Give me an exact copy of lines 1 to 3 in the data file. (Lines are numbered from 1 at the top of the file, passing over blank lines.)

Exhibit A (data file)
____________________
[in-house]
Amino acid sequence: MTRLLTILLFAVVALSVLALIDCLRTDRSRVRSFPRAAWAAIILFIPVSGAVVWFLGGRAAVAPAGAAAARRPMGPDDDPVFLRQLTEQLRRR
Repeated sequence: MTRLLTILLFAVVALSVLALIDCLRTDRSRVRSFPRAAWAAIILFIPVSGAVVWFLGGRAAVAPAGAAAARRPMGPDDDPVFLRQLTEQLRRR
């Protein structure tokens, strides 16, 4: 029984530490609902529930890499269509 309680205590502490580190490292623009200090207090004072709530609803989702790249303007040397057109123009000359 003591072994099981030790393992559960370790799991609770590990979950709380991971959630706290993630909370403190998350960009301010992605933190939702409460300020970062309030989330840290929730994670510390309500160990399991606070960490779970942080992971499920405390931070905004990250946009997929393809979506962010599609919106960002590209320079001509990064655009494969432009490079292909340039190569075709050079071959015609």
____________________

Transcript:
[in-house]
Amino acid sequence: MTRLLTILLFAVVALSVLALIDCLRTDRSRVRSFPRAAWAAIILFIPVSGAVVWFLGGRAAVAPAGAAAARRPMGPDDDPVFLRQLTEQLRRR
Repeated sequence: MTRLLTILLFAVVALSVLALIDCLRTDRSRVRSFPRAAWAAIILFIPVSGAVVWFLGGRAAVAPAGAAAARRPMGPDDDPVFLRQLTEQLRRR